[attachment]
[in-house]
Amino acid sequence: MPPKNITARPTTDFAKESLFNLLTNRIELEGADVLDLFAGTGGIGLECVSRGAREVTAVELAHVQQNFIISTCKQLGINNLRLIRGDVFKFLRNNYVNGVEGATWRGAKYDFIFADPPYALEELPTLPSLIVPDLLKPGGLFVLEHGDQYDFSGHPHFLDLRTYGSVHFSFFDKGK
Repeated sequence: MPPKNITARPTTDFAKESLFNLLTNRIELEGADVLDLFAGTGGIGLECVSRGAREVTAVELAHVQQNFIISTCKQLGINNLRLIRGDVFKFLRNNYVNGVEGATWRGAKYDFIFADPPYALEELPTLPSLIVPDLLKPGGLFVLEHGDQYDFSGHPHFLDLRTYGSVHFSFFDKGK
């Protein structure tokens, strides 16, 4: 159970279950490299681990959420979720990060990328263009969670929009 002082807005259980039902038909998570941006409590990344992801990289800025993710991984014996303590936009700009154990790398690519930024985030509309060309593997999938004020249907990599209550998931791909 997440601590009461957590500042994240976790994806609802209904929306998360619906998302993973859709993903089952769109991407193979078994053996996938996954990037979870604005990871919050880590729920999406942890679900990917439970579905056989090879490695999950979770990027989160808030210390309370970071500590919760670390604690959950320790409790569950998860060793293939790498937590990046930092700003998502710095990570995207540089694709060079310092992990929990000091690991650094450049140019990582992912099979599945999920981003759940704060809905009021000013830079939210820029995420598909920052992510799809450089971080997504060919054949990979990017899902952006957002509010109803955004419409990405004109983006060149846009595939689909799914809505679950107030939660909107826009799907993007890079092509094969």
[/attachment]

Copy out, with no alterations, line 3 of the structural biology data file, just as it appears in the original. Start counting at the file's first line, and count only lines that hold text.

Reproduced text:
Repeated sequence: MPPKNITARPTTDFAKESLFNLLTNRIELEGADVLDLFAGTGGIGLECVSRGAREVTAVELAHVQQNFIISTCKQLGINNLRLIRGDVFKFLRNNYVNGVEGATWRGAKYDFIFADPPYALEELPTLPSLIVPDLLKPGGLFVLEHGDQYDFSGHPHFLDLRTYGSVHFSFFDKGK